As a branding and marketing strategist I'm always aware of (and trying out) the latest and greatest methods, theories and tools for how to get the word out about a business -- and 2017 was no exception.
With the plethora of new apps, social sites and expert suggestions, I had my hands full. Besides, I make it a policy to never recommend anything to my clients I have not tried out myself.
But there was one experiment I tried this year that produced better results than any social media campaign or speech I gave. It's not a new theory, hot app or magical software. Rather, it's a good old-fashioned core principle of business development that I have taught my clients for years.
In fact, it was so successful that I decided to make it the focus of my next book. It's called "Loose Change in the Couch Marketing," and anyone can do it. Here's the idea.
Look, Ma, I found a quarter!
If you are reading this, chances are that you have accidently (or purposefully) fished around in between the cushions of a couch and found a quarter. Come on; we have all done it. Well I realized one day that the same idea could be applied to marketing. It occurred to me that I had all kinds of loose coins (as it were) hanging around my business, and that I had only to reach out and retrieve them.
Find the gold in your inbox.
Looking through my email inbox, client data base and website contact forms, I saw literally dozens of opportunities I had not taken advantage of. Why? A few key reasons:
- I got busy and dropped the ball.
- I missed the follow-up window or deadline.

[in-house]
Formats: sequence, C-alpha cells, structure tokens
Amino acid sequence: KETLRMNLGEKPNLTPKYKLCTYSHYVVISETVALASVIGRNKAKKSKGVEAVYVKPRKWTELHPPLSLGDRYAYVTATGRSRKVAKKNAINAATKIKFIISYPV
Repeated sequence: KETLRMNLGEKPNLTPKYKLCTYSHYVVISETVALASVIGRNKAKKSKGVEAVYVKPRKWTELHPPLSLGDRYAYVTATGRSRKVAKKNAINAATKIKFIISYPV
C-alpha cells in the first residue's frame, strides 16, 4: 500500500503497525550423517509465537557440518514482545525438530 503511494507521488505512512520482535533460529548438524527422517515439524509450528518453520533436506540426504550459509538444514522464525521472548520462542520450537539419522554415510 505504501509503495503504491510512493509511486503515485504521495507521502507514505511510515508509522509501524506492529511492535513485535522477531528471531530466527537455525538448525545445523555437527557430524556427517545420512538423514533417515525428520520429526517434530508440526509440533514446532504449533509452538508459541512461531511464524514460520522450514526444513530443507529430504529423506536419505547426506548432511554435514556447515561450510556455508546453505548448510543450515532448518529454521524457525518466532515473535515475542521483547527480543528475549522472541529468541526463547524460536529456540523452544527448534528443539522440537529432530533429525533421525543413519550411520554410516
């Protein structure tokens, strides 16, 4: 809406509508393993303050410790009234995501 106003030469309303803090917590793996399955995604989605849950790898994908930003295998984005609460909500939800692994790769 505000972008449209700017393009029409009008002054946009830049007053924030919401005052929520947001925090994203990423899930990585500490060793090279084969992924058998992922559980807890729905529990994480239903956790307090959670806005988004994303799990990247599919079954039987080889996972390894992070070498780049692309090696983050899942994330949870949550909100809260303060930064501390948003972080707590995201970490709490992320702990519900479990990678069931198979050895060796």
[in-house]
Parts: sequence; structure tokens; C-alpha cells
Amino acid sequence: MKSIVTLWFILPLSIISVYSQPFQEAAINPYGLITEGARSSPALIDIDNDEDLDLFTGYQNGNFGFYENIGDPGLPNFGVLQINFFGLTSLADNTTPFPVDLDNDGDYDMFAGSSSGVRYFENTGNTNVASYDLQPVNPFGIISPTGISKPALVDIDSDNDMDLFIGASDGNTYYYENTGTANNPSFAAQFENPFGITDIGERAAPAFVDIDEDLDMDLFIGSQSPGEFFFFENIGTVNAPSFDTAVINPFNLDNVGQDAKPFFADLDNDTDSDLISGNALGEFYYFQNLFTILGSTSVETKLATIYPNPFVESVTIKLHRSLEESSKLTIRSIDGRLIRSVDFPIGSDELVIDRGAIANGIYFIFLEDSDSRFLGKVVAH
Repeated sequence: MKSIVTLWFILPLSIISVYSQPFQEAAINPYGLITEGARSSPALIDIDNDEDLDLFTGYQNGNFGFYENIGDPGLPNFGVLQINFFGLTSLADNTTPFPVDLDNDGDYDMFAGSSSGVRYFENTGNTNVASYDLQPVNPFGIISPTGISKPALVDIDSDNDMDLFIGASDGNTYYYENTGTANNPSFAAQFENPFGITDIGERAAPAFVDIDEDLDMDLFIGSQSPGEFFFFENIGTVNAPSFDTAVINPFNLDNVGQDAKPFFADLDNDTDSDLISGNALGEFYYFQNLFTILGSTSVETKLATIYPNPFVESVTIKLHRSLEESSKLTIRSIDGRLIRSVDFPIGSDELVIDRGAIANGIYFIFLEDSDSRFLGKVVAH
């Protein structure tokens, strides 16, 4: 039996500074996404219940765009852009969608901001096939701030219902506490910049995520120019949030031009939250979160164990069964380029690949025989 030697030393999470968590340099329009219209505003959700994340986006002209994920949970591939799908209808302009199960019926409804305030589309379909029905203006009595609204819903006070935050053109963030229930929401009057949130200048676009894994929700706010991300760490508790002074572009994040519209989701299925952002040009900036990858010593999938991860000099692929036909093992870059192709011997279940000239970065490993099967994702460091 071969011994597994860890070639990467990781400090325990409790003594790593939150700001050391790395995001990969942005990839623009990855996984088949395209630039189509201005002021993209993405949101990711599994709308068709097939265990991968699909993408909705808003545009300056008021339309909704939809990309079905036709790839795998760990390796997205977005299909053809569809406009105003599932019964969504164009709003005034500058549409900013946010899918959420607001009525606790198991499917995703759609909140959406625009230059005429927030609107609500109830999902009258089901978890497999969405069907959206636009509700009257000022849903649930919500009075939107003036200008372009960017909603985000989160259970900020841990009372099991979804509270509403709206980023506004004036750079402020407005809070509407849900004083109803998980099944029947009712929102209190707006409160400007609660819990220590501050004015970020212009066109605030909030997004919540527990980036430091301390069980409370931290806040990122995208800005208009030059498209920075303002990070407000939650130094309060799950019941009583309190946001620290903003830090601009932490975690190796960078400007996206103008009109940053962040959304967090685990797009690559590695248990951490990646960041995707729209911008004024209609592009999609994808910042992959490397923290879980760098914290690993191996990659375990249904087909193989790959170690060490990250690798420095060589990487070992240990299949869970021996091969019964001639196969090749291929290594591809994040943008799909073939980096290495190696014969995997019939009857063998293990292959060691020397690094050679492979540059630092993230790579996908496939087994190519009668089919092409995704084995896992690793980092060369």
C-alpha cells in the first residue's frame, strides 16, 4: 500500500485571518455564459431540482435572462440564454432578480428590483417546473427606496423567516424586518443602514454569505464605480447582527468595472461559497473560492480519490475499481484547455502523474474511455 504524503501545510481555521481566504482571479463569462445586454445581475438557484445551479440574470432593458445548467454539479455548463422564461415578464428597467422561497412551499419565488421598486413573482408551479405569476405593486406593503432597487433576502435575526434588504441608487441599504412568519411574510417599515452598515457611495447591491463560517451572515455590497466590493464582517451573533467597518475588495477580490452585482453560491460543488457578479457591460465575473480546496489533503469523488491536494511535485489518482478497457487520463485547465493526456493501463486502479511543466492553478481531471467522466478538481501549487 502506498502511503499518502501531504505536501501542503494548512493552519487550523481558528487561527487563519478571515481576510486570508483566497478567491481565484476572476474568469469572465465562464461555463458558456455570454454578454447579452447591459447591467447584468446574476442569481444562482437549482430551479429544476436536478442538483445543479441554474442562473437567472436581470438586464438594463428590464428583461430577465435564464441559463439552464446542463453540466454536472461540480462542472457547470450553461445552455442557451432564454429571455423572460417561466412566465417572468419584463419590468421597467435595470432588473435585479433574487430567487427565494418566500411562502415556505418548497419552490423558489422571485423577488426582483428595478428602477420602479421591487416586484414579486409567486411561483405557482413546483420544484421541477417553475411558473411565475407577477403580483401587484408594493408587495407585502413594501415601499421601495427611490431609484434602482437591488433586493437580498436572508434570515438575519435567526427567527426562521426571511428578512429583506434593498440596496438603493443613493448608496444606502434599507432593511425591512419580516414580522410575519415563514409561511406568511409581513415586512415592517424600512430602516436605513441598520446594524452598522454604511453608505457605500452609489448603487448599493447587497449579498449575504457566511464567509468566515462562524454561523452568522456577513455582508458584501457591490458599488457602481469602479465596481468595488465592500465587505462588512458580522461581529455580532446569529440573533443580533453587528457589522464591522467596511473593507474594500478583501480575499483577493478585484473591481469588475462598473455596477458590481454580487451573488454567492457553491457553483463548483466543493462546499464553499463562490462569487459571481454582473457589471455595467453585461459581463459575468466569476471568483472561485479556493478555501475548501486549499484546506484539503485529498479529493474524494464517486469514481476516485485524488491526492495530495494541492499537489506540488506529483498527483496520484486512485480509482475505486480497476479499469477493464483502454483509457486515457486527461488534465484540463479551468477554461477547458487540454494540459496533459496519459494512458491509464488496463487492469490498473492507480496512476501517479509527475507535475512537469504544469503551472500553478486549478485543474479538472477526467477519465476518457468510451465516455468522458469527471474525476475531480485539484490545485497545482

- I could never get in touch with the person despite emails/calls back and forth.
- I lost track of the item because it got pushed too far down in my email.
- I simply forgot.
My first step was to comb through and identify the potential clients, business development possibilities and marketing opportunities I had missed out on in the past year.
Create a spreadsheet of possibilities.
Next, I created a spreadsheet to capture the name and info for all the possibilities I was unearthing. When I was done just generating the list, I had over 25 prospects for increased profits, many of which were overlooked or had simply fallen off the radar.
Reach out and reconnect.
Spreadsheet in hand I spent about 15 minutes a day reaching out, until I had covered everyone on the list. Here are some of the marketing and business development situations I encountered and the ways I applied the loose change philosophy to turn them into profits.
- Situation. A potential client reached out to your website contact form, but you were never able to connect. After several back-and-forth emails, or trying to schedule a time to talk, you gave up. Loose change action: Send that person an email.
- Situation. A potential client, or even a former client, was interested in your service or product but decided against it due to timing, cash flow or another reason -- not related to fit or quality. If the issue was resource based (time, money, etc.), then things may have changed. Loose change action: "I just wanted to check in on that."
- Situation. You met someone at a conference or cocktail party or on an airplane who expressed interest in what you do, but you never followed up and their business card sits gathering dust in your desk. Loose change action: Time is not the only factor.
One of the most important things to keep in mind is that even if a year has gone by -- it may not be too late. In some cases, the ship has sailed and the potential opportunity has blown away like a tumbleweed in the Wild West.
But in my case, at least half the time, there was still a need. Don't let the amount of time that has passed be the only determining factor.
So does all this work? Because of contacting the people on my list and re-establishing contact, my bottom line in 2017 increased by 20 percent. In one case, I closed a six-figure piece of business. The client and their business were ready to pull the trigger in a way they had not been a year earlier.
Mind you it took a few months, and more than one meeting, but the final result was a substantial piece of work that never would have happened had I not been practicing "Loose Change in the Couch Marketing." And that's something I can take to the bank.